Fall is my favorite time of the year.
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On Oct. 1, with one gruesome and cowardly act, Stephen Paddock made himself a household name and ensured that his legacy would not be short-lived. While this villain acted alone, the heroes surrounding this incident did not. Hundreds of ordinary men and women have shown that deep down they are heroes, including some right here in Boulder City. One of those is Bryan Reid. At one point, Bryan was progressing toward an accounting degree at one of the top accounting universities in the nation. He was on the path to a successful career, but there was one problem: He was bored. His father-in-law came to visit him and, hearing his situation, told him, “You don’t belong at a desk job. You should be in the medical field.” The advice hit home.
A healthy planet. Healthy individuals. What more can we want?
The aftermath of the Las Vegas carnage left many of us hurting — spiritually, mentally, emotionally or in combination(s) thereof.
One of my first jobs in the event planning and marketing field was as a special promotions coordinator. The goal was to use the company’s celebrity clientele as brand equity. In other words, my department would exchange services for a photo of the star visiting the business in order to generate a newsworthy mention and ultimately a surge in sales.
Last week my column focused on the fact that our utility rates are still significantly lower than those in nearby communities, notwithstanding rumors to the contrary. Another common theme I’ve heard vocalized lately is that our utility rates have doubled (some even say tripled) since the 2016 rate increases. The important thing to remember here is that there’s a critical difference between the amount rates have increased, on the one hand, and the amount individual utility bills (including yours) may have increased, on the other hand. The two don’t necessarily mirror each other. Let me explain.
Return American flag to water tower
The past few days have shown the important roles that newspapers continue to play in our society, particularly for the local communities they serve.
Two weeks from today, Boulder City will be holding the first in what we hope is a long series of regularly scheduled town hall meetings designed to encourage informal discussions among citizens, council members and city staff on a variety of subjects. The inaugural meeting will take place at 6 p.m. Oct. 19 at the Elaine K. Smith Center, 700 Wyoming St. At the request of Councilman Warren Harhay, the topic will be utilities.
A mother escorting her ninth-grader approached me and asked, “Can you guarantee my child’s safety here at Airport High School?” I paused as a passenger jet passed overhead en route to nearby Columbia International Airport. My answer was not what she expected from a Lexington County (South Carolina) deputy sheriff: “Ma’am, I cannot guarantee my own safety. That airliner could have malfunctioned and crashed on top of us.”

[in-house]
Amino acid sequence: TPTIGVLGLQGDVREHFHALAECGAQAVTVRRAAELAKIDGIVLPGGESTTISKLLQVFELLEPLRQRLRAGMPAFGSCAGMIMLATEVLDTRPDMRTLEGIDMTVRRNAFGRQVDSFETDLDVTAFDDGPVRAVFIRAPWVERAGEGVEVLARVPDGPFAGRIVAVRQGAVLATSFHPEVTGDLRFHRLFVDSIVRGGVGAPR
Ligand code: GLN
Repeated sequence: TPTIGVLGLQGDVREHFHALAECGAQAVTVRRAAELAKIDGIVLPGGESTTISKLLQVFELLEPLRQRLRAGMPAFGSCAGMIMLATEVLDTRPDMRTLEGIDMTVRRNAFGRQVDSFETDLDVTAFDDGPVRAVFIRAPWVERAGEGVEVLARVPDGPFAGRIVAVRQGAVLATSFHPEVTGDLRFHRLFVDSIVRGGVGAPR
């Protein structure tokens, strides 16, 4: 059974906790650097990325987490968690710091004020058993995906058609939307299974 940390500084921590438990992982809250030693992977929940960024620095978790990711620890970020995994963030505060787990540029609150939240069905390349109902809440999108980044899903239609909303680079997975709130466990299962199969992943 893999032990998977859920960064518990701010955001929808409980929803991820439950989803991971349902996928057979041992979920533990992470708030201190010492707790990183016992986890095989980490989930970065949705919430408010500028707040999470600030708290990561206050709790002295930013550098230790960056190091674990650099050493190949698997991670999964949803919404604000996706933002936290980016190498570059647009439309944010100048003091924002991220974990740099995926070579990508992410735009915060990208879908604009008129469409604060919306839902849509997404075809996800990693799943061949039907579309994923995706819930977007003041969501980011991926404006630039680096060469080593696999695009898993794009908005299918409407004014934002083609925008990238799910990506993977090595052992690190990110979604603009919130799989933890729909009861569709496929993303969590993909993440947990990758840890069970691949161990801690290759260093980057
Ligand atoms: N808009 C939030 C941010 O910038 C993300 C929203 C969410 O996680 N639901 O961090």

Tax reform needed in American for businesses to succeed
I love my faith, I love being involved in politics and I love Boulder City. I’m Mormon, and for as long as I have lived in Boulder City there has been discussion about the interaction of Mormonism and Boulder City politics.
We here at the Boulder City Review are extremely disappointed in the city’s selection of Steve Morris as the new city attorney.
In 1951, notable actress Ginger Rogers made her way through Boulder City to the Hoover Dam to get married — well for a movie.
The Vietnam War. The conflict is burned into the minds of millions of Americans — those who fought in it, civilians who lived through the 1960s, historians, journalists, photographers and filmmakers.
Officials must pay attention to much-needed repairs
For most of his career, Victor Miller has been fighting for one cause or another.
On a recent Friday morning, I awoke to a putrid smell and a bathtub full of sewage backup; it was not my best morning. As my wife so aptly put it, “After 83 years of faithful service at a thankless job, our sewer mainline was now only good for flushing one thing … money.”
Worrying could be a full-time job. You worry about yourself, the kids, relatives, your job — an endless list. There’s no energy left to get involved with city issues, much less volunteer your time. How can you do everything? Why should you?
Recently, I had the opportunity visit Grand Canyon National Park. As expected, the views were breathtaking and awe inspiring.
A Royal Air Force officer yelled, “What have you bloody Americans done to the English language?” It was the late ’80s and I was working with my allied counterparts at SHAPE, Belgium, three stories below ground level inside a blast-hardened bunker. The TV was constantly tuned to CNN because of our real-world mission. A commentator had butchered a word and my British counterpart was expressing his frustration.
Less than a month ago I was at the opening of The Tap enjoying a bouquet of independent music. As I sat on the patio, I watched droves of people arrive at the parking lot’s entrance smiling and pointing at the temporary stage. Boulder City’s skyline had temporarily been lit up by waving searchlights, and the city’s usually quiet 1950s charm changed its tune as Bad Moon Booking showcased a hodgepodge of musical talent.
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